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Personal essay: Bob Knudsen talks about Rural Urban Divide, moving from Denver to New York

By Bob Knudsen

As one of the editors of Rural Urban Divide, it seems fitting that I do an essay of my own explaining who I am and what my views are. After all, that’s what I’m asking others to do, so it only seems fair. Also, I enjoy talking about myself, so that’s fun too.

I grew up in the Denver area, and spent most of my childhood in the diverse suburb of Aurora, while also spending a fair amount of my days on my grandparents’ farm in eastern Colorado. Having lived along the Front Range of Colorado my entire life, I caught the bug for wanderlust and took a 48 state road trip by myself in 2015. It was at this time that I realized how truly different the people of our country view the world, but I also realized that our values, for the most part, were still similar at heart. I then opted to move to New York City to experience a different way of life, and have future plans to do the same in various places around the nation.

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Traversing the redwoods in my Subaru, Buttercup

Following this, the 2016 election highlighted the gulf that has been developing between those of us who follow certain beliefs and those who follow others. To be sure, our political system, while supporting only two major parties currently, seems to split us between Democrats and Republicans, the reality is that there is more division between regions and environment than there is between the parties. With the rancor around the election, this idea grew and ways to bridge this gap seemed daunting.

While we at The Rural Urban Divide have no illusions that we are going to completely change the conversation and mend our fences, we would like to at least be a part of the solution. My personal belief is that trying to understand one another rather than to vilify those we see as different with invectives and slurs, we can at least hope to influence some people to at least be open to other viewpoints. Sure, there are issues that there is little middle ground on, but it’s much easier to find it if you understand why those you disagree with believe how they do.

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Downtown Manhattan from Battery Park

Those who know me may think me an unlikely candidate for such an undertaking. I grew up in a very religious and conservative household, and was a Republican for my early adult life. However, my views on some issues, especially social issues and foreign policy, changed over the years, and I found myself more and more drifting away from the two major parties. I now vote third-party in most elections, primarily Libertarian, though I do occasionally vote for both Democrats and Republicans on a case-by-case basis.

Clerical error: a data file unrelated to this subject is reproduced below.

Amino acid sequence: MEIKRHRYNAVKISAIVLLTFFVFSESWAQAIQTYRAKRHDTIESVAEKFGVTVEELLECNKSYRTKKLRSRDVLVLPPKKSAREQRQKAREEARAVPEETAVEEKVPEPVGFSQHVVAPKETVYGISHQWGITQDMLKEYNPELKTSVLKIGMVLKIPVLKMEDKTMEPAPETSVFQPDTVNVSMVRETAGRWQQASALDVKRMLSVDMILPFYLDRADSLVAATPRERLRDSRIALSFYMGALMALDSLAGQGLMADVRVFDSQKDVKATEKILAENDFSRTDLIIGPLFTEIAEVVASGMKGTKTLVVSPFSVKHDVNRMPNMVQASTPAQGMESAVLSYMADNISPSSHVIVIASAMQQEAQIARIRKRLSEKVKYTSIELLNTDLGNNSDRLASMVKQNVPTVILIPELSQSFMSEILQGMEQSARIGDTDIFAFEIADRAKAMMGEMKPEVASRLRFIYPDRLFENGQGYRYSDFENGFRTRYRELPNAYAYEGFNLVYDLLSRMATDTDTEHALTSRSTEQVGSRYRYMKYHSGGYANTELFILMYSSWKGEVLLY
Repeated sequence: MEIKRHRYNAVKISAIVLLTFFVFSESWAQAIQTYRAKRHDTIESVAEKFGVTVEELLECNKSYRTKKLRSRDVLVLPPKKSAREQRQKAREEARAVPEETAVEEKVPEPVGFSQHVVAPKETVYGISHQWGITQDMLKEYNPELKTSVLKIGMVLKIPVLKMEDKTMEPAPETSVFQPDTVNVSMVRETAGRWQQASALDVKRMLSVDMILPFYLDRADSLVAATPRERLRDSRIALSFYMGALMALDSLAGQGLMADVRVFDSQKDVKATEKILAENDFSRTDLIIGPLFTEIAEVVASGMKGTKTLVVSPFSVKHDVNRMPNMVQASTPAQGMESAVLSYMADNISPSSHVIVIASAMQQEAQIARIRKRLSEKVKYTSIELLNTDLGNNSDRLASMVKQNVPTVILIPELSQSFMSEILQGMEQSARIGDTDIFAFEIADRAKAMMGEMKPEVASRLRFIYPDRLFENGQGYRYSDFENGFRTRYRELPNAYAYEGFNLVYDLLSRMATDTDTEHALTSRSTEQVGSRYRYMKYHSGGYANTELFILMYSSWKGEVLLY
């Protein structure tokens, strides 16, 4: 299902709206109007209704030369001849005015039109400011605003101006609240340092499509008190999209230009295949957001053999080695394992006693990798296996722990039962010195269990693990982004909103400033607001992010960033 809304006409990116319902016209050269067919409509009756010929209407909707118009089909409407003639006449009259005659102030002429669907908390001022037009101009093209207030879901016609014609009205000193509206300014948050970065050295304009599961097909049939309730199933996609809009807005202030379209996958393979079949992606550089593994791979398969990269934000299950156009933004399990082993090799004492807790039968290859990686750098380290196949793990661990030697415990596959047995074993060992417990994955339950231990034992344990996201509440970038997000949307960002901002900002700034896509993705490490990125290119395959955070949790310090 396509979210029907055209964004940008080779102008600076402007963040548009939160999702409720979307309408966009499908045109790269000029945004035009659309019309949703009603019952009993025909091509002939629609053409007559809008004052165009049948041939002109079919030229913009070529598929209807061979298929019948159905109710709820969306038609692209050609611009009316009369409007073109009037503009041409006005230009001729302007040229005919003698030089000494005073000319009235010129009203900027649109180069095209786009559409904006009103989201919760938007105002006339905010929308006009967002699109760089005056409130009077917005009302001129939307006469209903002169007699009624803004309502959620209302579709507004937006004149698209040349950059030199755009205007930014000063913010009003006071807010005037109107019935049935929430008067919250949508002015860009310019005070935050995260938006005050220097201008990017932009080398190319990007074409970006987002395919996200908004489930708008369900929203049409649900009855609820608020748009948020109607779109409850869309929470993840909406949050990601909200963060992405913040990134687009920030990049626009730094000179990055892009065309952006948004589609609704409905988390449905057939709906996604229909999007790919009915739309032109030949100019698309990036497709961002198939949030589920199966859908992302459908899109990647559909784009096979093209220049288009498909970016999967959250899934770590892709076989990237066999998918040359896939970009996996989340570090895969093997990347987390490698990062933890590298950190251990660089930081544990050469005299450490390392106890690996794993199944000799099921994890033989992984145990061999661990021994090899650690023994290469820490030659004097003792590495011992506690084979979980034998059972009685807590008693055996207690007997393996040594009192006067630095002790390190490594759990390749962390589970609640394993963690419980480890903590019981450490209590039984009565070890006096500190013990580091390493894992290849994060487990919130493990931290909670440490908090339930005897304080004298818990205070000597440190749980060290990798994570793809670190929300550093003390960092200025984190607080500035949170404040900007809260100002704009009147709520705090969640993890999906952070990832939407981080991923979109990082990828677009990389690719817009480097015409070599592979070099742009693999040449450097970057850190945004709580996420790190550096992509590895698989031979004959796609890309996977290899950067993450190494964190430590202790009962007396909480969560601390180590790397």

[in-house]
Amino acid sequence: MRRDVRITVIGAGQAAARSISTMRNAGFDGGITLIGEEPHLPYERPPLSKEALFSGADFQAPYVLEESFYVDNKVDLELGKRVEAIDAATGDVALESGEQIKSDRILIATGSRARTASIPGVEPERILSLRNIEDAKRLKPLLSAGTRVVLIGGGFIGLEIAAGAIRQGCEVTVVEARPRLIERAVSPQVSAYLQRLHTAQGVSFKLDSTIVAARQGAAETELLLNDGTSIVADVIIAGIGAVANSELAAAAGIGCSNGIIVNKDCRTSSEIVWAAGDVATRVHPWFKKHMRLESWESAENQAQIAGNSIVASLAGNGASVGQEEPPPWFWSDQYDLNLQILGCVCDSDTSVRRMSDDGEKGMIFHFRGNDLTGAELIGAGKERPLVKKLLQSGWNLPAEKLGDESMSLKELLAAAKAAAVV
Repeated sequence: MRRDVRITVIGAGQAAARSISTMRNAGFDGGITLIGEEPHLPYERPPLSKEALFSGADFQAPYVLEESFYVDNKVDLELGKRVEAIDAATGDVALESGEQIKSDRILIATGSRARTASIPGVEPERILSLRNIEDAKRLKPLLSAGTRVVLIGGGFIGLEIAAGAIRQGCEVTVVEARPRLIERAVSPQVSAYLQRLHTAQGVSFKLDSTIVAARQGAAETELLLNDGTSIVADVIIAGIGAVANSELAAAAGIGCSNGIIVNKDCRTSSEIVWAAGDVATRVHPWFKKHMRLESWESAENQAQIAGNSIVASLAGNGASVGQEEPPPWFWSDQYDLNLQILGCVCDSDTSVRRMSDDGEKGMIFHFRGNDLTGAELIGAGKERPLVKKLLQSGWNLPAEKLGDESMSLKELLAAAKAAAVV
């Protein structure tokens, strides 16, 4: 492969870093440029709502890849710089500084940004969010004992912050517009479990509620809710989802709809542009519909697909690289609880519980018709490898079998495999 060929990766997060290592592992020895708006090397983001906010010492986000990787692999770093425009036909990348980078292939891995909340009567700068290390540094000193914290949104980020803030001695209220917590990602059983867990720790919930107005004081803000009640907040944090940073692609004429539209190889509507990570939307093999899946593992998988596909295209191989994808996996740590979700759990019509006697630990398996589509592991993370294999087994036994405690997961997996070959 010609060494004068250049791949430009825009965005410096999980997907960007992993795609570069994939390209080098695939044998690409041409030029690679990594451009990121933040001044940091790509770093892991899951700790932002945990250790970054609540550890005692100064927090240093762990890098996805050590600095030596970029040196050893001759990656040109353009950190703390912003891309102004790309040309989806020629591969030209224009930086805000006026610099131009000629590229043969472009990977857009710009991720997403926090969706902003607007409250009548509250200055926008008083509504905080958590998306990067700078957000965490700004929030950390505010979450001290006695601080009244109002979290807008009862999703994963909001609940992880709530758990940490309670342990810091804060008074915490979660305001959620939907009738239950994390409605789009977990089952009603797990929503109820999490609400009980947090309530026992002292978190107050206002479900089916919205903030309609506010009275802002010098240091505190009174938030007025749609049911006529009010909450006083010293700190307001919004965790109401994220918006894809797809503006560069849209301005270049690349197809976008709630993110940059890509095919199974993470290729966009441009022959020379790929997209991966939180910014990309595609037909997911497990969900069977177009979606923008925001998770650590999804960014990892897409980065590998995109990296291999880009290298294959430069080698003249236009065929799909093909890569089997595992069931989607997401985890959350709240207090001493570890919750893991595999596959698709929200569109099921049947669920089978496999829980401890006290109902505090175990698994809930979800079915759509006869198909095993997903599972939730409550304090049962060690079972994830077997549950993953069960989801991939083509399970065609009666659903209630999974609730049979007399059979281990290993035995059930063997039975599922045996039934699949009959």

When it comes to the issues, I can’t in good conscience support the GOP thanks to their general opposition to what I view as individual liberty issues. Same sex marriage, transgender rights, and racial issues in particular are problematic for me with the Republican Party.

At the same time, I have never felt an affinity for the Democratic Party. I am strongly pro-Second Amendment and religious liberty, and the Democratic views on economic issues tend toward protectionism and regulation that I believe favors large corporations at the expense of small business and workers.

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Enjoying a beer with an old friend

That isn’t to say that I am a fan of everything the Libertarians believe either. Excessive individualism has led to a highly anthropocentric viewpoint that is highly problematic for the environment, especially when it comes to fossil fuels and climate change issues, not to mention removing environmental protections for wilderness areas. They also favor deregulation to an extent that would lead too far toward corporatism and end in monopolies or oligopolies for a few large companies.

Having said all of that, this site is a place for all viewpoints, so you will not see much editorializing outside of articles written from my viewpoint. We want to welcome all Americans to the Rural Urban Divide for constructive conversations.

 

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